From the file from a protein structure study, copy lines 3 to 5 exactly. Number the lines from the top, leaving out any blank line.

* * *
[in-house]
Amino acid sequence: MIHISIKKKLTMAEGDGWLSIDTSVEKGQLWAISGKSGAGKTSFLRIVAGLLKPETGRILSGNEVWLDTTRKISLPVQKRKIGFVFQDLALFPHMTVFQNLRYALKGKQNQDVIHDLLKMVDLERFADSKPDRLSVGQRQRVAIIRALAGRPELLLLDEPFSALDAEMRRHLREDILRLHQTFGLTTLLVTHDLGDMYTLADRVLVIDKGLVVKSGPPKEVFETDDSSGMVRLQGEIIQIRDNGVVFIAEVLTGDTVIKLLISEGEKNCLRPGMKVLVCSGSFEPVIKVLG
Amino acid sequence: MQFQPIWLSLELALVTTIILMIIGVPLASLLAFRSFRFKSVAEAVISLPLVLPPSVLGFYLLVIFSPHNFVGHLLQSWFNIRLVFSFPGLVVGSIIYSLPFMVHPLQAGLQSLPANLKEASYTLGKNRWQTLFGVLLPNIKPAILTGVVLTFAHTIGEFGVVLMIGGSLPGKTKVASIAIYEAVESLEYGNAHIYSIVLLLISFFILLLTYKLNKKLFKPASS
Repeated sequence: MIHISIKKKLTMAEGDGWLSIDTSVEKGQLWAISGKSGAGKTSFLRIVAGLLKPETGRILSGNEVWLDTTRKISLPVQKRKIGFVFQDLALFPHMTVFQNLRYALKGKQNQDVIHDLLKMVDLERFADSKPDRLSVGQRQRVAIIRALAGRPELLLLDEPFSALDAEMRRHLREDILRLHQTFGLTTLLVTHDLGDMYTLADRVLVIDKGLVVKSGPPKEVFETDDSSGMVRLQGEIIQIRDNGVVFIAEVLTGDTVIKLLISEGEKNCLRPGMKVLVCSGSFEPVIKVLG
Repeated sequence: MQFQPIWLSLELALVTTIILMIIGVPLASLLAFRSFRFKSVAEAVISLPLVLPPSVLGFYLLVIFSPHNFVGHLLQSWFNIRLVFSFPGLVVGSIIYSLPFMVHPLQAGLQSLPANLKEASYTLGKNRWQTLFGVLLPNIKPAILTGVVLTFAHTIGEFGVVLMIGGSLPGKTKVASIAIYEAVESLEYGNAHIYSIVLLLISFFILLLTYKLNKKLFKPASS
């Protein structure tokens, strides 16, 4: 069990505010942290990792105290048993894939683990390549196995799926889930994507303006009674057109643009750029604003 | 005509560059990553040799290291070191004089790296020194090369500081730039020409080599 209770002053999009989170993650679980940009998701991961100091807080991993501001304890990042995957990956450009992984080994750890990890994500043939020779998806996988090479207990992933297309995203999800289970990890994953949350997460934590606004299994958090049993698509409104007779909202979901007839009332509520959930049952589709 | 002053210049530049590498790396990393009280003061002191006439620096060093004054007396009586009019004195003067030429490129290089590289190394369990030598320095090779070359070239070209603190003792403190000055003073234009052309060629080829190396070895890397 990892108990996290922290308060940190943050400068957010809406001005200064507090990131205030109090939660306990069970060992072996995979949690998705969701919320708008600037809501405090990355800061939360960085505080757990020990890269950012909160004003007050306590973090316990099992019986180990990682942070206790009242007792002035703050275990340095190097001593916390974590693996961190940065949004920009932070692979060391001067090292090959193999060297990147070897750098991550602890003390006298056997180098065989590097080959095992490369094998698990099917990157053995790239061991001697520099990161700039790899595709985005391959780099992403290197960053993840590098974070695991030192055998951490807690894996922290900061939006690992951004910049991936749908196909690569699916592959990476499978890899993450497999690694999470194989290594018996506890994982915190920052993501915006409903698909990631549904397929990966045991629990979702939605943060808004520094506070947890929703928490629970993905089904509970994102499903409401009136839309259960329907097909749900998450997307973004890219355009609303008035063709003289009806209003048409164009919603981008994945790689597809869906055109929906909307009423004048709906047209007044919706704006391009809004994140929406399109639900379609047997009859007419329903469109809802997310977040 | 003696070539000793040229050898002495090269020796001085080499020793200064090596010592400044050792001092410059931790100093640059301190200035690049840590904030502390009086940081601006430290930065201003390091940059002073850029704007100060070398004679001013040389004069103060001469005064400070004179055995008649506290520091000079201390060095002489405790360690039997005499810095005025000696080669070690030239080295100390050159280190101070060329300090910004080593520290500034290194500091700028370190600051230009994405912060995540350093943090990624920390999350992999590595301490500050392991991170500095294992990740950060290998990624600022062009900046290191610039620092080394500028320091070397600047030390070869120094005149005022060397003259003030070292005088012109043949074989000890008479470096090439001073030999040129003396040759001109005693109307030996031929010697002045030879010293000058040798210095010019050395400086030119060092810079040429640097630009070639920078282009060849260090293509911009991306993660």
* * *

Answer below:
Amino acid sequence: MQFQPIWLSLELALVTTIILMIIGVPLASLLAFRSFRFKSVAEAVISLPLVLPPSVLGFYLLVIFSPHNFVGHLLQSWFNIRLVFSFPGLVVGSIIYSLPFMVHPLQAGLQSLPANLKEASYTLGKNRWQTLFGVLLPNIKPAILTGVVLTFAHTIGEFGVVLMIGGSLPGKTKVASIAIYEAVESLEYGNAHIYSIVLLLISFFILLLTYKLNKKLFKPASS
Repeated sequence: MIHISIKKKLTMAEGDGWLSIDTSVEKGQLWAISGKSGAGKTSFLRIVAGLLKPETGRILSGNEVWLDTTRKISLPVQKRKIGFVFQDLALFPHMTVFQNLRYALKGKQNQDVIHDLLKMVDLERFADSKPDRLSVGQRQRVAIIRALAGRPELLLLDEPFSALDAEMRRHLREDILRLHQTFGLTTLLVTHDLGDMYTLADRVLVIDKGLVVKSGPPKEVFETDDSSGMVRLQGEIIQIRDNGVVFIAEVLTGDTVIKLLISEGEKNCLRPGMKVLVCSGSFEPVIKVLG
Repeated sequence: MQFQPIWLSLELALVTTIILMIIGVPLASLLAFRSFRFKSVAEAVISLPLVLPPSVLGFYLLVIFSPHNFVGHLLQSWFNIRLVFSFPGLVVGSIIYSLPFMVHPLQAGLQSLPANLKEASYTLGKNRWQTLFGVLLPNIKPAILTGVVLTFAHTIGEFGVVLMIGGSLPGKTKVASIAIYEAVESLEYGNAHIYSIVLLLISFFILLLTYKLNKKLFKPASS